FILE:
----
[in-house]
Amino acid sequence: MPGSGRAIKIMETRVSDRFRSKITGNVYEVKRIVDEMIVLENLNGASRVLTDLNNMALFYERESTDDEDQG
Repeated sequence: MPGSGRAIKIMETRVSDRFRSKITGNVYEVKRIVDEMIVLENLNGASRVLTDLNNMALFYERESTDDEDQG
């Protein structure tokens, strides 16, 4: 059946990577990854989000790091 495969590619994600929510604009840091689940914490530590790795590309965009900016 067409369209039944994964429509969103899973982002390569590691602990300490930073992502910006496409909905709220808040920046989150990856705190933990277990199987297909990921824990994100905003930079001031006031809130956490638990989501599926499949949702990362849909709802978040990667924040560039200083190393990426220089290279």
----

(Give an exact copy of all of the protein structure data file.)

[in-house]
Amino acid sequence: MPGSGRAIKIMETRVSDRFRSKITGNVYEVKRIVDEMIVLENLNGASRVLTDLNNMALFYERESTDDEDQG
Repeated sequence: MPGSGRAIKIMETRVSDRFRSKITGNVYEVKRIVDEMIVLENLNGASRVLTDLNNMALFYERESTDDEDQG
């Protein structure tokens, strides 16, 4: 059946990577990854989000790091 495969590619994600929510604009840091689940914490530590790795590309965009900016 067409369209039944994964429509969103899973982002390569590691602990300490930073992502910006496409909905709220808040920046989150990856705190933990277990199987297909990921824990994100905003930079001031006031809130956490638990989501599926499949949702990362849909709802978040990667924040560039200083190393990426220089290279």